“I figured you were just trying to be nice,” he admitted.
“Why would you think a thing like that?” she asked somewhat stupidly. However, it took not a moment for her to realise the implications of his words. “You think I invited you out because I felt sorry for you?”
“Well, yeah, I did,” Teddy responded, the pink spreading from the roots to the tips of his hair. He looked like a lollipop. “It’s not every day that Bert Hughes breaks tradition.”
“Rubbish,” Roxanne spat, swatting her hand at him dismissively as she tried not to stare at his very pink hair. “Listen here. I might have felt a little bit of pity for you when I went to check on you at your flat,” she began levelly, “but I can assure you that all feelings of pity vanished the moment I returned to work after my break. It was an absolute madhouse.”
Teddy winced. “Sorry about that.”
“You could make it up to me, though,” she continued as though he hadn’t interrupted.
“How do you mean?”
She inclined her head towards the stage, where a very drunken rendition of ABBA’s “Voulez-Vous” was being sung by none other than the Leaky Cauldron’s best cook, Bert Hughes, who had his arm slung round the shoulder of the same blonde woman from earlier.
“Sing,” Roxanne stated simply, tilting her head to the side.
“You’ve got to be kidding.”
“Nope. I’ve never been more serious about anything in my life.”
Teddy met her gaze and stared at her, waiting for her to yield. But she didn’t, merely raised an imperious eyebrow at him as if daring him to deny her request.
After a few minutes of absolute silence - the waitress had returned with the pitcher and two mugs, placing the lot between the staring pair - Teddy heaved a sigh and grumbled, “Fine. I’ll do it.”
Roxanne looked as though Christmas had come early. Flashing him a very white smile, she poured herself a generous mug of lager. “Consider this payback for making me sing that ridiculous children’s song with you.” She leaned over the table and filled Teddy’s mug as well.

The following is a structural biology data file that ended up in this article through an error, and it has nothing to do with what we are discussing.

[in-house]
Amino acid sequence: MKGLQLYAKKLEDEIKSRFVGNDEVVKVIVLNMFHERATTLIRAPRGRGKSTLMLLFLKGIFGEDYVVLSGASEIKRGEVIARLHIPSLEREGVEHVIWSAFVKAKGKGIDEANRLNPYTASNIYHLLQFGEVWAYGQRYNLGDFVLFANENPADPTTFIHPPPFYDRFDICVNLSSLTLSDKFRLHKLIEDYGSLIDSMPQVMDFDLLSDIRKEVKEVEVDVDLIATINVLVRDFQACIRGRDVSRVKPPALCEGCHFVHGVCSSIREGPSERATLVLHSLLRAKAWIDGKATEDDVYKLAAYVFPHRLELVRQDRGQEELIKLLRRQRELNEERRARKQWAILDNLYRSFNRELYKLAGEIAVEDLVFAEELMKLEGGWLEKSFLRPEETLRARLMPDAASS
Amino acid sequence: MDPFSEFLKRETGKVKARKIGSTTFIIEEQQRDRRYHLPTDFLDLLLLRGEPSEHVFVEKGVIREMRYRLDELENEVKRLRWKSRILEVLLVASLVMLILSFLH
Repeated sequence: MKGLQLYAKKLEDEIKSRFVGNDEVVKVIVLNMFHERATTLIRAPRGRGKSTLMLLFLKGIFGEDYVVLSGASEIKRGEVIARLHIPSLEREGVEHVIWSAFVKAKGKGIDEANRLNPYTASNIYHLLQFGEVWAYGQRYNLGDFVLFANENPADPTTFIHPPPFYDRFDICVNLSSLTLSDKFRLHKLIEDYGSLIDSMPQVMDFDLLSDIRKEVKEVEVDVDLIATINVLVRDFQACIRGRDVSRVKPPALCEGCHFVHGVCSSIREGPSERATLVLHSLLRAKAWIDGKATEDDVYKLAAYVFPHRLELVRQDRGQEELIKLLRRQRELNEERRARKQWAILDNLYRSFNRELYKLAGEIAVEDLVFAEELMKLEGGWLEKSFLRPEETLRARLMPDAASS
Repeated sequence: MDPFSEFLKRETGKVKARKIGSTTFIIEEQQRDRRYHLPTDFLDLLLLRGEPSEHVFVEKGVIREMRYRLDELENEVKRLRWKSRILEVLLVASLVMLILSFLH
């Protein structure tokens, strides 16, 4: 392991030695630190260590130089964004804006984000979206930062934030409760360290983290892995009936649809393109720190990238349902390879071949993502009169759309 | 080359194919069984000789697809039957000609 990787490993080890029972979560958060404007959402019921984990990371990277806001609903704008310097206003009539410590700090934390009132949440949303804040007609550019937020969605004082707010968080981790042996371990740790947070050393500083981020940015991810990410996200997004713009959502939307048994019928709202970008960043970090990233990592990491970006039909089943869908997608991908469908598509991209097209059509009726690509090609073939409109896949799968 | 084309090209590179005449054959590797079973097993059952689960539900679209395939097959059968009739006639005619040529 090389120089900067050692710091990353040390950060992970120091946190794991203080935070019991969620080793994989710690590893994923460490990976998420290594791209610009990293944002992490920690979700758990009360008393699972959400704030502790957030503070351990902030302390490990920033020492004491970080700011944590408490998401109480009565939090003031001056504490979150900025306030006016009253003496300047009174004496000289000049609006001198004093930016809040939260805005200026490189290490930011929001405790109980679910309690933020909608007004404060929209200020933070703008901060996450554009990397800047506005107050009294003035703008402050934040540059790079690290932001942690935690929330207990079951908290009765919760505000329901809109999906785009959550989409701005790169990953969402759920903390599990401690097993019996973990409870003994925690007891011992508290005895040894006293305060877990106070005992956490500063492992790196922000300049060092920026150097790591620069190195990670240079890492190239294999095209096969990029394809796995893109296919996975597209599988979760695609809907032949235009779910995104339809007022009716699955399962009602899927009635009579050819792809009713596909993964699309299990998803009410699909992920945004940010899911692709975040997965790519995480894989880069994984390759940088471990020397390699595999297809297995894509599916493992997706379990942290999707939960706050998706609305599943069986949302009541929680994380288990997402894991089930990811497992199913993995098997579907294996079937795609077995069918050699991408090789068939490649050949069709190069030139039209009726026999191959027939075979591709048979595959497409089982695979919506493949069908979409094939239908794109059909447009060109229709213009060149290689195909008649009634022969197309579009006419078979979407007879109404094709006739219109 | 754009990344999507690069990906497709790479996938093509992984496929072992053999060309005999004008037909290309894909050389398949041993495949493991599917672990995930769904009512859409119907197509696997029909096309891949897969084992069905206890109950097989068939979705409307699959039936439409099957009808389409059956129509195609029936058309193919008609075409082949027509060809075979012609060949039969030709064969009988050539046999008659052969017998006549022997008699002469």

“This is hardly fair,” Teddy argued ceaselessly as he took an experimental sip of the lager. It was fairly good, with a light, smooth taste. “We were alone then. No one else was around to hear.”
She licked the remnants of lager away from her lips. “Come off it, Teddy, you can’t be any worse than that.” She pointed towards the stage, wincing as Bert attempted to reach and hold out a note that was most definitely not in his range.
Teddy considered the spectacle then shrugged. “I suppose you’re right.”
She opened her mouth to speak, but before she could get the words out, the song came to an end and the Hog’s Head erupted in fierce applause. Their waitress, a woman by the name of Elle, wolf-whistled. From the stage, Bert winked at her, dipping low to take a sweeping bow.
“Merlin, he’s ridiculous,” Roxanne chuckled, tucking a strand of hair behind her ear before cupping her hands around her mouth and cheering with the rest of the crowd. Feeling awkward, Teddy followed in her suit. “Anyway, shall I sign us up?”
Teddy was about to protest when he realised what she said. “Us? What do you mean ‘us’?”
She grinned as she pushed away from the table. “You didn’t think I was going to let you sing alone for your first time, did you?” She shook her head, chortling at the expression on his face. “I may have a vindictive side, but I’m not that mean.”
- - -
A/N: Thanks to everyone whom reviewed! I promise that if I haven’t gotten to your review, a response is on it’s way! I appreciate each and every single review as well as everyone who reads! It means the world! If you have any questions, comments, or concerns, just drop me a line! =)